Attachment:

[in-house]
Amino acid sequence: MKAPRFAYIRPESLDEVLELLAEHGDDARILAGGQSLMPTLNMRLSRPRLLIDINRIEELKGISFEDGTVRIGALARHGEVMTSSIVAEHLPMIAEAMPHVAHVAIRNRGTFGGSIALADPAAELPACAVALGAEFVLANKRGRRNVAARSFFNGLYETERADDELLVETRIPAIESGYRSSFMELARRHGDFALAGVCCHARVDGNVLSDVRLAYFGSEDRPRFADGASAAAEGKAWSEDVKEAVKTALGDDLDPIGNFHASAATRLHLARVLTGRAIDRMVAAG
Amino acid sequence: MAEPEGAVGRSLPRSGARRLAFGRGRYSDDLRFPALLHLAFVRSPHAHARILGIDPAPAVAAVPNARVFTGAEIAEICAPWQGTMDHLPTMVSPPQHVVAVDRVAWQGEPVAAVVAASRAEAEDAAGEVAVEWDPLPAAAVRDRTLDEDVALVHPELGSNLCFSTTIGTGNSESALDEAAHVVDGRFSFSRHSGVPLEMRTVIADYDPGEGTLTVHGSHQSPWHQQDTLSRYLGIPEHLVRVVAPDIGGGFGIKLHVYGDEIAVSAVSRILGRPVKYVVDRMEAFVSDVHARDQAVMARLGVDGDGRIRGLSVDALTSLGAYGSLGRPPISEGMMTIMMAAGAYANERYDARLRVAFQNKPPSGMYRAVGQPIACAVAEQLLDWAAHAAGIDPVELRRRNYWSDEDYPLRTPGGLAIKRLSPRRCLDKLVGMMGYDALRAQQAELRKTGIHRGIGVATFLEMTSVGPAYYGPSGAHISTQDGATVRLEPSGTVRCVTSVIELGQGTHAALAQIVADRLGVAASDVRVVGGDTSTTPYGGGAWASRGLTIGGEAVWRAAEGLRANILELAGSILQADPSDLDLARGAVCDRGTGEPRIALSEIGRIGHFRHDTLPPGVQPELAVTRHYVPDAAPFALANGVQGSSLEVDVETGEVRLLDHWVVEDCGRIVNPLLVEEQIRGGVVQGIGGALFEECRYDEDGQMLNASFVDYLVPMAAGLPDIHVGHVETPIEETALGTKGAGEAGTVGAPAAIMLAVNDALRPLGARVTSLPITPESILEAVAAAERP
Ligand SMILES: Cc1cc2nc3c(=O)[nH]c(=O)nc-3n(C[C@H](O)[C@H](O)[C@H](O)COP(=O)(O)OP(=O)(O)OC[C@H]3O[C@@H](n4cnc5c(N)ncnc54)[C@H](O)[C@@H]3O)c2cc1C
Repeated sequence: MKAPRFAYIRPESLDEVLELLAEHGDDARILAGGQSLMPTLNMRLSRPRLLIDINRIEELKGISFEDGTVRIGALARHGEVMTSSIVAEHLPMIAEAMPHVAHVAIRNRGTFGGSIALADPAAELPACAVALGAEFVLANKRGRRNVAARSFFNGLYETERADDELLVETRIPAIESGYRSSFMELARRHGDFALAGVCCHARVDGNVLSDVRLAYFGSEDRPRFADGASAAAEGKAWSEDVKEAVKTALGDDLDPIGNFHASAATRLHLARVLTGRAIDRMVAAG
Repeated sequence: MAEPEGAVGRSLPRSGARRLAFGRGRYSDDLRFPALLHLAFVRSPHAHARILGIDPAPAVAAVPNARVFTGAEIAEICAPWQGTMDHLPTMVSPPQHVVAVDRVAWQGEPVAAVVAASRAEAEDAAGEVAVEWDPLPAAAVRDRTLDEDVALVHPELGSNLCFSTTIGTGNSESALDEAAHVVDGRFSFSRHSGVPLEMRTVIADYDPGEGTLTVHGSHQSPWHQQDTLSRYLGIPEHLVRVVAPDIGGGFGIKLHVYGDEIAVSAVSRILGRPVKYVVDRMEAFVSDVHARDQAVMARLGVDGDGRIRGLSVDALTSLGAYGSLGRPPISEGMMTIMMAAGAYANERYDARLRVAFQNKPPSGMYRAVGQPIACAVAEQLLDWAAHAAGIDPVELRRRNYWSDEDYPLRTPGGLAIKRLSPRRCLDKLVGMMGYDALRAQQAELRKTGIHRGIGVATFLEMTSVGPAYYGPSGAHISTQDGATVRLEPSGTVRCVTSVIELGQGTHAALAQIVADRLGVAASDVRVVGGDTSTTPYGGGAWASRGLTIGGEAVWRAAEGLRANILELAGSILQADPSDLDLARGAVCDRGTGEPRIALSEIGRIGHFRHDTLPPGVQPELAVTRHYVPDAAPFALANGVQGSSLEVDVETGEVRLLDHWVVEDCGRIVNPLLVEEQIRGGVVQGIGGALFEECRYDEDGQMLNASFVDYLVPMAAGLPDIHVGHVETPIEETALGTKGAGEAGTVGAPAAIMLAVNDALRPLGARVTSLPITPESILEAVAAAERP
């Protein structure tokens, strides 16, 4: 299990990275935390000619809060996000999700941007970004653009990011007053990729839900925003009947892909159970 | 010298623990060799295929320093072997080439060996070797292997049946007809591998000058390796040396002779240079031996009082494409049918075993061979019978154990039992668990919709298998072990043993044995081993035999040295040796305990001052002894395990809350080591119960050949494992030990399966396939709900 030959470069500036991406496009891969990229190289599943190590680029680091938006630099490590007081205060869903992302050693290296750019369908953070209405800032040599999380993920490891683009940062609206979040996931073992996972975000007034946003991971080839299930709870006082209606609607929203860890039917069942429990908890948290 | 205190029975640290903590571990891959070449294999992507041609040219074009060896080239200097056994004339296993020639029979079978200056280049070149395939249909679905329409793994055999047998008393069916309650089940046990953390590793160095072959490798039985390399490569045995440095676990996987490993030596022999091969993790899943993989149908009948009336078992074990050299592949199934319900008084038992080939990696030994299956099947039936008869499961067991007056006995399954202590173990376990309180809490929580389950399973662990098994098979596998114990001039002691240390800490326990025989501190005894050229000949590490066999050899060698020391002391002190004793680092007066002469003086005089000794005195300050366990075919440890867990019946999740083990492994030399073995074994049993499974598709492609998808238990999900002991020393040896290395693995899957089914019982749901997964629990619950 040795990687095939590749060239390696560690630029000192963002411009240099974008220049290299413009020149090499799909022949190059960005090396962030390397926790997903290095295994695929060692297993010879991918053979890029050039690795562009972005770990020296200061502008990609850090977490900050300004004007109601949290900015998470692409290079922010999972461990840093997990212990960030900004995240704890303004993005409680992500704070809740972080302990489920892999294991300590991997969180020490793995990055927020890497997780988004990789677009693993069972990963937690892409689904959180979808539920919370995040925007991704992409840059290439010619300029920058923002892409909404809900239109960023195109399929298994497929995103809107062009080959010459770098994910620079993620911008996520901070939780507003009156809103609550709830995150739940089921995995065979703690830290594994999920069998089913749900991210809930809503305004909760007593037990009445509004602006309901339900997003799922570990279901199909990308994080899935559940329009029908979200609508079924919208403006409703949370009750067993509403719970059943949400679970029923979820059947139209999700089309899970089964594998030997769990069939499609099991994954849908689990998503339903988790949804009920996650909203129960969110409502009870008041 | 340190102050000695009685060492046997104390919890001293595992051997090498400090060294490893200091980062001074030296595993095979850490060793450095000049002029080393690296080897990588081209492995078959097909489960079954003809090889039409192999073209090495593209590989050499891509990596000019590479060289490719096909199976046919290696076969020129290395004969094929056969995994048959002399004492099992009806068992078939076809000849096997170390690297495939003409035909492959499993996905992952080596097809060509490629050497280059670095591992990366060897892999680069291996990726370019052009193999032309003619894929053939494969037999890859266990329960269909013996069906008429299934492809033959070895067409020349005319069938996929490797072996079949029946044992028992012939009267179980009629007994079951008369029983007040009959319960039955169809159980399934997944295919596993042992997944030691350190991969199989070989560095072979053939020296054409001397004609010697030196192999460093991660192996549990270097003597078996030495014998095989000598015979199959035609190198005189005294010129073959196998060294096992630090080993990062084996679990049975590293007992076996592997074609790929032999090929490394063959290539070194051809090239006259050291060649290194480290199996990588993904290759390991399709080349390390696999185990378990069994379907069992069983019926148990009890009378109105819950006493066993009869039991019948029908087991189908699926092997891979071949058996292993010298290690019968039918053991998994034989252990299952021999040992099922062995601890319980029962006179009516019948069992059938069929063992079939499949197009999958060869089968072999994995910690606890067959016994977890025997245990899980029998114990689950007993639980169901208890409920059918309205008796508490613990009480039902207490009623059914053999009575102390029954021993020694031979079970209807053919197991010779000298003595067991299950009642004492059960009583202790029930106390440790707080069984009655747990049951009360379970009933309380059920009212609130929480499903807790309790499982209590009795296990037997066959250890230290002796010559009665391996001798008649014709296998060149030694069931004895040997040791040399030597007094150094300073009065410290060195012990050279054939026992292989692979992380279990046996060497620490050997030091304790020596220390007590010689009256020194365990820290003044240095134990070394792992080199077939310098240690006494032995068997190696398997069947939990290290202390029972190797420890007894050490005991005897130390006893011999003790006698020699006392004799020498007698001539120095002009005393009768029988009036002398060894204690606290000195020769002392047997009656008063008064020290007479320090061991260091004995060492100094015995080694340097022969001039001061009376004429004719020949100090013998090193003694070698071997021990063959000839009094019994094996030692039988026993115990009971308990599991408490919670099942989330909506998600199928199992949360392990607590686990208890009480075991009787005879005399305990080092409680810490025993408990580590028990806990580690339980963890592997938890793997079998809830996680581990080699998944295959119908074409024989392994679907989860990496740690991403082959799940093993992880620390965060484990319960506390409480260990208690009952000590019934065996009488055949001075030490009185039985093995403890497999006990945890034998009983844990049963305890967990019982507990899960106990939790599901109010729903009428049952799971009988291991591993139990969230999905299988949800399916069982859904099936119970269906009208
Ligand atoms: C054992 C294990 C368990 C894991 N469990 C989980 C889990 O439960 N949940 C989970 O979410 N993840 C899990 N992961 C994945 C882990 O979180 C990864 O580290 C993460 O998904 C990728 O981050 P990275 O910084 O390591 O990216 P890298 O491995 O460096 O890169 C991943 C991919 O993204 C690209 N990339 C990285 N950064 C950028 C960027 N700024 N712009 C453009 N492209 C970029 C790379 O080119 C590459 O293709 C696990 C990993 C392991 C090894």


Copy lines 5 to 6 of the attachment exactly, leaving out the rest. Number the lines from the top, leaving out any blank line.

Repeated sequence: MKAPRFAYIRPESLDEVLELLAEHGDDARILAGGQSLMPTLNMRLSRPRLLIDINRIEELKGISFEDGTVRIGALARHGEVMTSSIVAEHLPMIAEAMPHVAHVAIRNRGTFGGSIALADPAAELPACAVALGAEFVLANKRGRRNVAARSFFNGLYETERADDELLVETRIPAIESGYRSSFMELARRHGDFALAGVCCHARVDGNVLSDVRLAYFGSEDRPRFADGASAAAEGKAWSEDVKEAVKTALGDDLDPIGNFHASAATRLHLARVLTGRAIDRMVAAG
Repeated sequence: MAEPEGAVGRSLPRSGARRLAFGRGRYSDDLRFPALLHLAFVRSPHAHARILGIDPAPAVAAVPNARVFTGAEIAEICAPWQGTMDHLPTMVSPPQHVVAVDRVAWQGEPVAAVVAASRAEAEDAAGEVAVEWDPLPAAAVRDRTLDEDVALVHPELGSNLCFSTTIGTGNSESALDEAAHVVDGRFSFSRHSGVPLEMRTVIADYDPGEGTLTVHGSHQSPWHQQDTLSRYLGIPEHLVRVVAPDIGGGFGIKLHVYGDEIAVSAVSRILGRPVKYVVDRMEAFVSDVHARDQAVMARLGVDGDGRIRGLSVDALTSLGAYGSLGRPPISEGMMTIMMAAGAYANERYDARLRVAFQNKPPSGMYRAVGQPIACAVAEQLLDWAAHAAGIDPVELRRRNYWSDEDYPLRTPGGLAIKRLSPRRCLDKLVGMMGYDALRAQQAELRKTGIHRGIGVATFLEMTSVGPAYYGPSGAHISTQDGATVRLEPSGTVRCVTSVIELGQGTHAALAQIVADRLGVAASDVRVVGGDTSTTPYGGGAWASRGLTIGGEAVWRAAEGLRANILELAGSILQADPSDLDLARGAVCDRGTGEPRIALSEIGRIGHFRHDTLPPGVQPELAVTRHYVPDAAPFALANGVQGSSLEVDVETGEVRLLDHWVVEDCGRIVNPLLVEEQIRGGVVQGIGGALFEECRYDEDGQMLNASFVDYLVPMAAGLPDIHVGHVETPIEETALGTKGAGEAGTVGAPAAIMLAVNDALRPLGARVTSLPITPESILEAVAAAERP